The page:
Adding flooring to the van is all about layering:

In a basic van build, you have a moisture barrier, insulation layer, then a subfloor layer, and then a finished layer.

The insulation deadens sound and keeps the van warm, the subfloor keeps everything sturdy and flat and allows you to build up from the ground, and the finished layer is what looks good!

Here are a few flooring options and my personal preference on how to install them.

Step 1: Insulation: Floor insulation is tricky—the more you insulate, more valuable head space your give up. Some people like to frame up the floor and add foam board underneath the subfloor. I would only do this if you are doing a lot of skiing or extreme winter camping or if you plan on running electrical wires and plumbing under the subfloor. My guess is that most of you don’t fall into those categories. In my first van, I simply used reflective foil under the subfloor. I could definitely feel cold seeping up through the floor during the winter months, but it wasn’t too bad. Now I start with 2 layers of this stuff under the subfloor: moisture barrier (green side) facing out:

Click on the photos for more product information.

100 square ft of felt underlayment

100 square ft of felt underlayment

It adds some insulation and helps reduce road noise. This is the best product I have come across but there is room for improvement and if there is another product you like, I’m all ears.

Step 2: Subfloor: Go to the hardware store and ask for 3/4” OSB subfloor. Most vans require 3 sheets. Cut them to fit your floor and and make sure all 3 sections are sitting flat. Get ahold of a piece of scrap 2x4 at about 3-4 ft and a big heavy hammer. I like to stand with my heels on the subfloor and toes on the scrap 2x4 to pound the grooves together. Hammering the subfloor directly will ruin the tongue and grooves.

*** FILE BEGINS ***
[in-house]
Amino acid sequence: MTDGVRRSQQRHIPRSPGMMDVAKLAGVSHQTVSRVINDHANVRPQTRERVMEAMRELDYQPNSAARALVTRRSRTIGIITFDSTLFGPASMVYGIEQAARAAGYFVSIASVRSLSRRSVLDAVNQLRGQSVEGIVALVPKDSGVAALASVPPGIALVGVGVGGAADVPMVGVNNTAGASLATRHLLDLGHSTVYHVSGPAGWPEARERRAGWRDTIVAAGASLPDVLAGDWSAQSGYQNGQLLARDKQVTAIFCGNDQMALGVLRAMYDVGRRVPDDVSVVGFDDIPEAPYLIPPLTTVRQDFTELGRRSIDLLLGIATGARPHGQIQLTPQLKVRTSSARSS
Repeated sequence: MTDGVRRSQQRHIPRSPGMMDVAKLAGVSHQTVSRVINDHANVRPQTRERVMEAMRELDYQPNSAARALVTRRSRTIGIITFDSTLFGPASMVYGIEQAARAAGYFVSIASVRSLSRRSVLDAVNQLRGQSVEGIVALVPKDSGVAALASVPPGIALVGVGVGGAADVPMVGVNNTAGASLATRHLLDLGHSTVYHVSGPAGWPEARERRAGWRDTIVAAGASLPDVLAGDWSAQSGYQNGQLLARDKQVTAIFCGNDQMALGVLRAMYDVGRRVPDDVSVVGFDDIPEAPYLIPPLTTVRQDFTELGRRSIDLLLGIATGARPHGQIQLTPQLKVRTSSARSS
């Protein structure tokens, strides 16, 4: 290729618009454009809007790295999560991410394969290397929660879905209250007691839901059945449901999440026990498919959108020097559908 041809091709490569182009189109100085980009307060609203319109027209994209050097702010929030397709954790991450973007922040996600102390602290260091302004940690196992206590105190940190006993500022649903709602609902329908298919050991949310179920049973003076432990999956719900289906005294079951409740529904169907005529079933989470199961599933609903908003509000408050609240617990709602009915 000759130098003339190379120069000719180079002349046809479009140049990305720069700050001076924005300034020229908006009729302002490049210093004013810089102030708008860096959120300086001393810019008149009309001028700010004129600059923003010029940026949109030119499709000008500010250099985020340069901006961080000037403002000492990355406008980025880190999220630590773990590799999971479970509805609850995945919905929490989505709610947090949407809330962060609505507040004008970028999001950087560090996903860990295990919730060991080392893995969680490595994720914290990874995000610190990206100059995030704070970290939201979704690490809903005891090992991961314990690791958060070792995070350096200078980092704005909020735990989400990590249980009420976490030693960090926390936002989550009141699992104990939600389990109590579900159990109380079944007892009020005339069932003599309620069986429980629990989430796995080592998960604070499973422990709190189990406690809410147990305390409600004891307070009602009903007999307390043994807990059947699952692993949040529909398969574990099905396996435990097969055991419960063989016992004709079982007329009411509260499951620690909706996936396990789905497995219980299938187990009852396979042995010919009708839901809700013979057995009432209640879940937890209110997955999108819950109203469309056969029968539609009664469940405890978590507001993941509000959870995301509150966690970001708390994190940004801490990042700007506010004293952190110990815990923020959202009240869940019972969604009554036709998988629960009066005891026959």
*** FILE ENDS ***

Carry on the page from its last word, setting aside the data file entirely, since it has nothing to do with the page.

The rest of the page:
Step 3: Decision time. Pick your flooring material. I’ve used both laminate and vinyl flooring and they both have their pros and cons. Vinyl is cheap, durable, low profile and super water proof but it’s hard to get clean edges in exposed areas and it’s not fun to work with. Laminate flooring feels more like wood and is easier to make clean edges but it’s about 4x the cost and takes longer to install. Personally, I’m undecided on what I’ll be using on the next van. Either way, pick up your flooring material at the hardware store. You will need about 75 square feet.

Step 4: If you decided to go with vinyl, install it in one big sheet. Cut your sheet to size with an exacto knife and scribe then roll it up and apply the adhesive with a trowel. The adhesive needs to sit for about an hour and should start to turn clear-ish before you lay down the flooring. You’ll need this:

Sheet vinyl adhesive, 1 gallon

Sheet vinyl adhesive, 1 gallon

1/8 inch square trowel

1/8 inch square trowel

Step 5: If you’re going with laminate flooring, some folks like to install it now but I’d recommend waiting until after the cabinetry is finished. This will reduce costs and keep the flooring free from construction debris and abuse. Use a scribe (the gold thing on the getting started page), to cut the boards to shape. Tap the grooves together with a hammer and scrap wood. Cover edges where possible with a base board or 3/4” round trim.

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